- He cared about civil rights as “the still unfinished business of America”. He was instrumental in renewing the Lyndon Johnson Voting Rights Act in 1968, and in preventing Ronald Reagan from watering it down in 1982. He was a key player in passing the Fair Housing Law of 1968 “to unlock the doors of discrimination once and for all.”
- He cared about injustice abroad: He opposed South African apartheid, leading an illegal protest outside the prison where Nelson Mandela was held, and initiating a ban on American investments in South Africa. He won a ban on arms sales to the U.S.-sponsored Pinochet dictatorship in Chile.
- He cared about abuse of American power abroad: He vocally opposed the war in Vietnam beginning in 1967, calling it a “monstrous outrage.” He had the courage to oppose the cynical lies used to promote the war in Iraq—”My vote against this misbegotten war is the best vote I have cast in the United States Senate since I was elected in 1962.”
- He cared about peaceful and fair resolutions of conflict. He played a pivotal role in the success of the Northern Ireland peace agreement.
- He cared about social justice and fairness and creating opportunity at home:
- He supported the Equal Rights Amendment.
- He wrote the 1990 Americans with Disabilities Act, requiring employers and public facilities to make reasonable accommodations for the disabled.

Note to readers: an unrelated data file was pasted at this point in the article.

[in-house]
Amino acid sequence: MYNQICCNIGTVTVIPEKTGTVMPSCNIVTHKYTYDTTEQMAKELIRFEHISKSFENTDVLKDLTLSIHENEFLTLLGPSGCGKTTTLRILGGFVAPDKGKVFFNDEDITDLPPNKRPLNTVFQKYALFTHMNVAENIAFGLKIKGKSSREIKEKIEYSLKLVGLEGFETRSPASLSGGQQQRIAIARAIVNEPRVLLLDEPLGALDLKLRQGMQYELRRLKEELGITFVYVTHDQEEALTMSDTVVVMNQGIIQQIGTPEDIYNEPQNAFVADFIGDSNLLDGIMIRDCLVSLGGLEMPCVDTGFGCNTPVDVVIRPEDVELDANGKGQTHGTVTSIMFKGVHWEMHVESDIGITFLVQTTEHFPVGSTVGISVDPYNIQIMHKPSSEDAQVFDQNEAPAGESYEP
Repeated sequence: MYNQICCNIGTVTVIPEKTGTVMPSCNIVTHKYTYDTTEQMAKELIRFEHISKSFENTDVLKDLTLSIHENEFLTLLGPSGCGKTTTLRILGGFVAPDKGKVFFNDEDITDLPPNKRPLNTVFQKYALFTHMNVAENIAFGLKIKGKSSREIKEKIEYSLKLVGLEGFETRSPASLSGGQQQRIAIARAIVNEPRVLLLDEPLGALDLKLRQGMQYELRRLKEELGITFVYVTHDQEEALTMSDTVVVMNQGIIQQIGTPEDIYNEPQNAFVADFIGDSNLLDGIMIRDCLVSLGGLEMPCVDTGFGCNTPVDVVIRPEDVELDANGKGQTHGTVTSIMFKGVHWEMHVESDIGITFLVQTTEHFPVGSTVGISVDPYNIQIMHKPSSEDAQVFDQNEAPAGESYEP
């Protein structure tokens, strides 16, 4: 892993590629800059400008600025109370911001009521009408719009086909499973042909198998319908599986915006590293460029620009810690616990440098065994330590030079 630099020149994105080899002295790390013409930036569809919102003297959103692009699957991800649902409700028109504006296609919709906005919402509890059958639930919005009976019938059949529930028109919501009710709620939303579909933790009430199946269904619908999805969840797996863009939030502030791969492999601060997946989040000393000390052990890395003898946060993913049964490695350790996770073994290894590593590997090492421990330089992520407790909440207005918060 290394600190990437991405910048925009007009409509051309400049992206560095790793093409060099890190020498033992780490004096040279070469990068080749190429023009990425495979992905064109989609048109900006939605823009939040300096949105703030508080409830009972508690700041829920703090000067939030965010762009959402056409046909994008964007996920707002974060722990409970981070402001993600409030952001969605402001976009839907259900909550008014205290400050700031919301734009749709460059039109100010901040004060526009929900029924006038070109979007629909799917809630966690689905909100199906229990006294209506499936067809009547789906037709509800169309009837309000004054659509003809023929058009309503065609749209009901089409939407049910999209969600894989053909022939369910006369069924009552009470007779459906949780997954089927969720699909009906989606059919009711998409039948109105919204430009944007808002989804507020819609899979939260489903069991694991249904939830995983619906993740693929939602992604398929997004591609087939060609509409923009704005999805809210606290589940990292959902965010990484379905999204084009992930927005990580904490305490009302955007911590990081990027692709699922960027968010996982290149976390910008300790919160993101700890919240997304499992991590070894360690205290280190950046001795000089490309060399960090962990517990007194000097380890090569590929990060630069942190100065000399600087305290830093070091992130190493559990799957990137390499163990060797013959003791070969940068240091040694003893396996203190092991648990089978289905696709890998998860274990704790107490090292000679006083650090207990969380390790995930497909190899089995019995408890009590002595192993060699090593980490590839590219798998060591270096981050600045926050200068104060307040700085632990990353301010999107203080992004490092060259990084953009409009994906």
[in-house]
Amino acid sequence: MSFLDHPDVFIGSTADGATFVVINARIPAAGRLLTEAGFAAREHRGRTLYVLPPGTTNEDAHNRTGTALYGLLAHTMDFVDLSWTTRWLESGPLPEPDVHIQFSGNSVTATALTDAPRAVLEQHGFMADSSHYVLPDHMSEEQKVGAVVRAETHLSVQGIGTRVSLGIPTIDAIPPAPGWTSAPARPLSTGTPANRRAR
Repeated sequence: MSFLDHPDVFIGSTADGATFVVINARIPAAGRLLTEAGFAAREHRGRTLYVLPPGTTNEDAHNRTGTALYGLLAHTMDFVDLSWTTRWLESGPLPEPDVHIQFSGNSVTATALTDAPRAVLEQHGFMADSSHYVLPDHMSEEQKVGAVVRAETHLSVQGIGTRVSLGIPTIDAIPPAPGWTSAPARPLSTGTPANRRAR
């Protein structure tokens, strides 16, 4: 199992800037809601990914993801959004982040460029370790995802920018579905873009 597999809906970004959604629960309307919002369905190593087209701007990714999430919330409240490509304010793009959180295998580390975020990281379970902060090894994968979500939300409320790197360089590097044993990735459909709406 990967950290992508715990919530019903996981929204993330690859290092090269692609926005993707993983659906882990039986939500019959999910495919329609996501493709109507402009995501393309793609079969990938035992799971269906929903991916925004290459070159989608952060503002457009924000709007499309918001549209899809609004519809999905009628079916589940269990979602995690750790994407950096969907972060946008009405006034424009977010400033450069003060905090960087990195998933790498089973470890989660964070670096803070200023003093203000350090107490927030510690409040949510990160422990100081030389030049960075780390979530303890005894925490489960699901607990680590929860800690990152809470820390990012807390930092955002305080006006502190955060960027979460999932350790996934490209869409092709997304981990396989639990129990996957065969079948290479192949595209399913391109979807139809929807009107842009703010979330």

- He supported the right of access to legal and safe abortions.
- He co-sponsored with Sen. McCain the Immigration Reform Act of 2007 that would have provided legal status and a path to citizenship for the 12 to 20 million illegal immigrants currently in the U.S. The bill failed in the face of a Republican filibuster, but he had hoped to bring it up again in the current session.
- He was instrumental in funding Meals on Wheels for the elderly.
- He was a proponent of marriage equality.
- Throughout his career he focused on public education, and the need to support it.
- He was responsible for raising the minimum wage, and he supported unions and the dignity of labor—when students were demanding a living wage for Harvard employees, he called up the then president of Harvard and told him that the students were right.
- Since 1974 he worked for universal health care—he was way ahead of many of us on this.
Born to wealth and a politically influential family, he could easily have fallen into a shallow get-along/go-along political career. But he took what he started out with, with all its contradictory aspects, and became the greatest United States Senator of his day.
Of our day. Many of us are his contemporaries, and we miss him. We miss his eloquence. We miss his sense of justice and fairness and compassion and humor. We miss his humanity.
He’s part of our history now—his life belongs to us all. A life to remember. A life of values that we can take as our own. A life of ideals that we can strive to bring to reality.
The Sudbury Democratic Town Committee